New South Wales bull rider Bradie Gray is in a Wyoming hospital after suffering horrific injuries:
Wrecks happen in rodeo. Injury is part of the sport. The excitement of each 8-second interval can’t happen without an accompanying danger. It’s a trade-off that never goes away, but can be sometimes forgotten.
The rodeo community got a jarring reminder of that Thursday night when Odessa College junior Bradie Gray was stepped on by a bull at the College National Finals Rodeo, leaving him in critical condition.
“That was pretty hard to watch,” said steer wrestler Kodie Jang, who, like Gray, hails from Australia.
Gray was left without a pulse, according to Odessa College rodeo coach C.J. Aragon. It was the first life-threatening injury to occur at the CNFR since it moved to Casper in 1999.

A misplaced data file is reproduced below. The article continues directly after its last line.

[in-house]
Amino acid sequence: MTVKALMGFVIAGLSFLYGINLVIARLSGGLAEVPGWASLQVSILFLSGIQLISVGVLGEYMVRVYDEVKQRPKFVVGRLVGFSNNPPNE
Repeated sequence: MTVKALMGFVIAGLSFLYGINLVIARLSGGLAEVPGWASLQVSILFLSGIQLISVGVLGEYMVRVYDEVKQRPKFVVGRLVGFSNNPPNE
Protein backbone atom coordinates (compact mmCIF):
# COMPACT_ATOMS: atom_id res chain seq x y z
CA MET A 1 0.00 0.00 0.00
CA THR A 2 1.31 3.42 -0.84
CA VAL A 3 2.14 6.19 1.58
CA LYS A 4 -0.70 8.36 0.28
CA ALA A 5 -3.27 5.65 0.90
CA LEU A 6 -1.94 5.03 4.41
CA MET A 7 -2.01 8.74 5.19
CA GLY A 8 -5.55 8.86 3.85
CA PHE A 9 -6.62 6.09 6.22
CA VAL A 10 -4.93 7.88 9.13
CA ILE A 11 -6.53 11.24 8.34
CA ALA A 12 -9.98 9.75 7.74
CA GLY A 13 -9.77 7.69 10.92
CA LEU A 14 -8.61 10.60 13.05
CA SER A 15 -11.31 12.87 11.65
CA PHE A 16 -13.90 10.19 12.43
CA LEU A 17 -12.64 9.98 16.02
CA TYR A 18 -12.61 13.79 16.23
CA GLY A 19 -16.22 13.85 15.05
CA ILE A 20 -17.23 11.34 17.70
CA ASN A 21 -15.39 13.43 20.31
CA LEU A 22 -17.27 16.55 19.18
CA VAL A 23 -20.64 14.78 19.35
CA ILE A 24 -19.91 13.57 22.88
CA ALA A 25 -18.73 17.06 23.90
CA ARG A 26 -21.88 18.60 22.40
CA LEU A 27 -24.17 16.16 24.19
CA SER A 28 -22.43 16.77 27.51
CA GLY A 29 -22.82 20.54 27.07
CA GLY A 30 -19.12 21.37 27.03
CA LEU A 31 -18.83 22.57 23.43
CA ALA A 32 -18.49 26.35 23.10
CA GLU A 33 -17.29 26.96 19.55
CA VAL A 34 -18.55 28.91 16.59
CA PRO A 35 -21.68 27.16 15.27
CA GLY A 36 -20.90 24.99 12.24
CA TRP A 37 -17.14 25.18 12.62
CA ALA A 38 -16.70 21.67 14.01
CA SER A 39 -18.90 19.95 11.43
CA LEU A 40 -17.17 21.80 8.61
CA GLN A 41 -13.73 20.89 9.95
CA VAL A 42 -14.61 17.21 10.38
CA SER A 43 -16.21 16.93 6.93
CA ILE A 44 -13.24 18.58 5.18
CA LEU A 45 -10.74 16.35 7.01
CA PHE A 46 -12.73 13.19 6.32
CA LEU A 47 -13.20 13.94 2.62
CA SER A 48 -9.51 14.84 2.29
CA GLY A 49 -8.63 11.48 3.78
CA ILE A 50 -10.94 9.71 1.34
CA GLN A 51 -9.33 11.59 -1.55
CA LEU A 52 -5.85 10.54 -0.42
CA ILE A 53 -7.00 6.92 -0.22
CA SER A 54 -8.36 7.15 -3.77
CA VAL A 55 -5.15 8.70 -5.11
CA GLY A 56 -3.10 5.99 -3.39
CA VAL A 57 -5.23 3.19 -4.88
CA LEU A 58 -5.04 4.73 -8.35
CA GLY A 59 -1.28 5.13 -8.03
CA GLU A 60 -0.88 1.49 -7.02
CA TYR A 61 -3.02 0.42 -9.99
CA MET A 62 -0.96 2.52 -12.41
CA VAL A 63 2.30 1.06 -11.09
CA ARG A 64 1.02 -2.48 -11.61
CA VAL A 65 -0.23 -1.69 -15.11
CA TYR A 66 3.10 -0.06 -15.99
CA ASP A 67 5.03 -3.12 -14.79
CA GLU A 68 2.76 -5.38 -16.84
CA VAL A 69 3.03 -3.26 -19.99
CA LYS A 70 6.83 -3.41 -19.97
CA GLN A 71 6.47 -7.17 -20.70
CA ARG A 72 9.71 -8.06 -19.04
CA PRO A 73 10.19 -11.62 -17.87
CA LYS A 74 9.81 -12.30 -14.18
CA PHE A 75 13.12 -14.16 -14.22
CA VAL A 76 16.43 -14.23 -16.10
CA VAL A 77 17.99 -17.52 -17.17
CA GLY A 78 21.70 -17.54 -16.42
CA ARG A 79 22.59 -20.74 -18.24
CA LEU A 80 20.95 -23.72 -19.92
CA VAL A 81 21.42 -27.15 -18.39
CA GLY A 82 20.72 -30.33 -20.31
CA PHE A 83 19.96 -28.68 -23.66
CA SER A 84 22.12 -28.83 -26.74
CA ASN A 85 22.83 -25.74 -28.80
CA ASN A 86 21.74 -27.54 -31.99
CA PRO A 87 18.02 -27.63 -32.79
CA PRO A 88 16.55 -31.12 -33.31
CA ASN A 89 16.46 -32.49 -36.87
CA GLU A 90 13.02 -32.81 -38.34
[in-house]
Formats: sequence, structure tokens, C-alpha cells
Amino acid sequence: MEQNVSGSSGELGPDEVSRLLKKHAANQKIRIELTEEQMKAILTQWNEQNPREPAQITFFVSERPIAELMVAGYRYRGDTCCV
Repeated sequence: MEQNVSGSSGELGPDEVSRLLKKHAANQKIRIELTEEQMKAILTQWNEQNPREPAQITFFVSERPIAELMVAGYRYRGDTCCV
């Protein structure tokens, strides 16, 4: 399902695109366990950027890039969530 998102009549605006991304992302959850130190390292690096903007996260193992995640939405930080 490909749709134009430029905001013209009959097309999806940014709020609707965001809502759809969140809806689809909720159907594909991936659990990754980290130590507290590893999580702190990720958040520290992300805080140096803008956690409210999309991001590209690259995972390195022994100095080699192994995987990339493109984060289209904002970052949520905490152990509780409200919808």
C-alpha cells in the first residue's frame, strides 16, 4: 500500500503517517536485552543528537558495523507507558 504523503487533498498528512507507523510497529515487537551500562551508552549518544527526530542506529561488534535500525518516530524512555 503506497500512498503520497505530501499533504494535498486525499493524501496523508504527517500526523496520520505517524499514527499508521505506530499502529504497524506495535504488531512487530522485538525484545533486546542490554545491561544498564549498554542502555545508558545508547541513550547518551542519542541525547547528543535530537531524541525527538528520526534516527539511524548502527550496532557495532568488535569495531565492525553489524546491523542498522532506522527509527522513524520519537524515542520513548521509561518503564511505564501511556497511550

Fellow competitor Aaron Williams was realistic about the danger involved in riding bulls:
“It’s not if you’re going to get hurt riding bulls,” said Williams, who was bucked. “It’s when and how bad. So we all kind of know it’s going to happen and it can happen. We just don’t want it to. If you let it bother you, it’s going to bother you, then it’s going to bother you, but it’s one of those deals where you’ve got to accept it and just go on with it.”
Williams knows something about wrecks himself. In 2014, he was stomped by a bull and left with a shattered femur.
“I don’t recall my own injuries,” Williams said. “I put stuff like that out of my head.”
Getting trampled is an obvious danger but a rider can be seriously injured while mounted, as champion rider Tuff Hedeman discovered while riding Bodacious, “the world’s most dangerous” bull:
Here’s hoping Gray recovers, as did Hedeman, and continues riding bulls.